Law School

Work With What You Got

This week the internet was down at my house and because I can’t get ready without background noise, I started playing my iTunes on my laptop (lol wut). A Laura Pausini song came on and suddenly summer 06 came flashing back. That summer, I took the June LSAT and spent the rest of time researching law schools and starting my personal statements. Our house had no AC so the family computer was in the basement so that we wouldn’t sweat to death while using the hot ass computer. It was a really out of date desktop–so out of date that the screen lagged behind the keyboard. Like, I would write a sentence and it would be a good 15-20 seconds before I would see the words on the screen. I laugh about it now, but can you imagine prepping for law school, writing what is, at the time, the most important essay of my life, with such janky equipment? We didn’t even have a printer. If I needed to print something or faster internet, I’d have to go to the library (no wifi yet). I don’t share this to make it seem like I’m old (I’m very young actually!) or act like times are easier now (there are constant challenges). But rather, I remember how frustrating it was to be without: without access to information, without access to useful resources, without mentors to help guide me, without supporters who understand the process… It is tough. And it’s still tough, even now, I’m going to wager that for those of you applying to law school it can be frustrating when you feel like you are working without the things you need.

The harsh reality, for many of us, is that we have to go out of our way to find resources. Resources that for many other people are super common and easily accessible. I know I felt incredibly frustrated that summer but I knew I had a choice–I could wallow in my self-pity and cry to myself,  knowing that very few of my classmates had to keep their fingers crossed that their computer would turn on the next day like I did. Or I could accept that, for the moment, this was my reality and I needed to make the most of it.  Obvi, I opted for the latter. I hustled as much as I could to find resources on applying to law school, made a plan on writing my drafts so that I wouldn’t burn out our computer, etc. etc.  I did it, but it wasn’t easy and I still had to overcome the negative emotions that comes with not having what you need.  And if you’re used to making the most with what you got then you already know that you have to be resourceful, but that still doesn’t take away the sting.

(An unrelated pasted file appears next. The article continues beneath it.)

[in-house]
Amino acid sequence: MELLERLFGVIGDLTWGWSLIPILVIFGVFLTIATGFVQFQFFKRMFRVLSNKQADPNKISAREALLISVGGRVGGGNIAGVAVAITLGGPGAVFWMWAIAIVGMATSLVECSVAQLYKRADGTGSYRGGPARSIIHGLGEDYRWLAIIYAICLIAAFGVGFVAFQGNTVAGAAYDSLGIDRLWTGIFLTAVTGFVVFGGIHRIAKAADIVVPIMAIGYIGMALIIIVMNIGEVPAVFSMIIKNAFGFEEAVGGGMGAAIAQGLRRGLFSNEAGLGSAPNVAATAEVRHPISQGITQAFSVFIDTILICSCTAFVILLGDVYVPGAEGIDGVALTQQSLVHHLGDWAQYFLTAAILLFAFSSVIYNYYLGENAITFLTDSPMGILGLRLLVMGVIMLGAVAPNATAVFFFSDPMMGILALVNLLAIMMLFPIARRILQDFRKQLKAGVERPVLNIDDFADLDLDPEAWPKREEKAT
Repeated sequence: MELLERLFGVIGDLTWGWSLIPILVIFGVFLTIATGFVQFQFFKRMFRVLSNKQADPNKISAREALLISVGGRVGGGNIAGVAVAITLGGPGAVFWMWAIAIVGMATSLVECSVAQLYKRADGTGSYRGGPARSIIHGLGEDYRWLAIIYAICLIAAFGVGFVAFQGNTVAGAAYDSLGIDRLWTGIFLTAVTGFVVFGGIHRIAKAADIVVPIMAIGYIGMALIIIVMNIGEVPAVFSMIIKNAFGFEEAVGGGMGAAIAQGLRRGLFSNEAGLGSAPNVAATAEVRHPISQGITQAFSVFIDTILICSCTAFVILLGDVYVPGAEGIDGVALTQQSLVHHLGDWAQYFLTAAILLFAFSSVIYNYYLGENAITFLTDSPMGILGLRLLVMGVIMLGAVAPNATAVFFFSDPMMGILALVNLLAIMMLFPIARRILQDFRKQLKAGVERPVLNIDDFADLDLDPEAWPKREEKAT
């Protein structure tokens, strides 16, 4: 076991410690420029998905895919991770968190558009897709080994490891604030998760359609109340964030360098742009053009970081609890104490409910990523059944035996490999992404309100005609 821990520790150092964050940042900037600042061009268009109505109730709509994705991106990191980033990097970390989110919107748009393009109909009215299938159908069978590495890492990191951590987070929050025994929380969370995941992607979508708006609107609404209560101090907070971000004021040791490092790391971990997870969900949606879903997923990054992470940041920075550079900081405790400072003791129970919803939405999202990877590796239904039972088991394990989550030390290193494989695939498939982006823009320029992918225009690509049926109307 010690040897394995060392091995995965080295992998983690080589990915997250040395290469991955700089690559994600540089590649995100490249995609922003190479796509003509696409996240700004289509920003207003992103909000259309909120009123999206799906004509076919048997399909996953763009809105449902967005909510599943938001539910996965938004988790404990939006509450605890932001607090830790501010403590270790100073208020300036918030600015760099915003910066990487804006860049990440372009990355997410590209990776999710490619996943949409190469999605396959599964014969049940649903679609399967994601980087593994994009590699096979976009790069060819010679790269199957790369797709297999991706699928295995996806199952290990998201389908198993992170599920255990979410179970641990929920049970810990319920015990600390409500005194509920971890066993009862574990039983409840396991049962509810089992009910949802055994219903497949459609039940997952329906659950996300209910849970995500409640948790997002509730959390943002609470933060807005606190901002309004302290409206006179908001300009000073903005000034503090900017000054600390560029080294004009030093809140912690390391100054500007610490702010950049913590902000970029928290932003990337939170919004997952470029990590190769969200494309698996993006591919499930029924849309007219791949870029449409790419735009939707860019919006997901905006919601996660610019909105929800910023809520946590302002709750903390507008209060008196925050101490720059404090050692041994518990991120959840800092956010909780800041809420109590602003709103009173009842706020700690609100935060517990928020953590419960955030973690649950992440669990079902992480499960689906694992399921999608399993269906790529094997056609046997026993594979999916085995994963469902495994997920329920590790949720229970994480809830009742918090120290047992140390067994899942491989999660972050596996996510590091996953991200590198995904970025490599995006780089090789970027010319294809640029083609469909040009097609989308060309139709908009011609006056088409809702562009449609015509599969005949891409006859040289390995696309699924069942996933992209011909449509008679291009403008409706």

And that sting tends to fester and worsen when we compare ourselves and our trajectories with others who are luckier. I know that if you were to compare my application next to most of my classmates, mine would look sparse. I didn’t have life-changing trips abroad; I didn’t have capital to start a business; my letters of recommendations were from “normal” people; my extracurriculars weren’t even that great because I always needed to have a part-time job that took up a lot of my time. (Let’s take a moment to be grateful for admission committees that can see diamonds in the rough!). When I started law school, my resume wasn’t anything special and many times I compared myself to others and found myself lacking–and it hurt. There was a constant voice that told me  that I wasn’t as good, and therefore could never be as great. I completely dismissed my experiences because they didn’t match a standard that, realistically, I could have never met coming from my socioeconomic bracket. Knowing what I know now, I’m so proud of myself that despite (and because of) my circumstances, I was able to make it to the same place they did. But that has been a long journey.

Yet, even when I questioned myself, my internal cheerleader was louder than the doubter. Even on rough days, I always recognized my own potential and pushed myself to keep going. And sometimes that’s all we have to motivate us. You can’t always rely on mentors, or having the right information/tools at the right time, or any other outside factor to propel you–you have to do it yourself. You have to believe that you’re capable of achieving your goals and train yourself to look past the clouds of self-pity and doubt to make it happen.

It’s not easy. I remember staring at the ceiling, listening to Tu y Mil Mares for the hundredth time as I waited for the screen to catch up with my keystrokes. Often thinking, “This is a joke. How will I ever finish this essay?” I could have given up then, but instead, I took a deep breath and kept going.

You will hit all types of barriers during your application process–regardless of what you face: take a deep breath and keep going.

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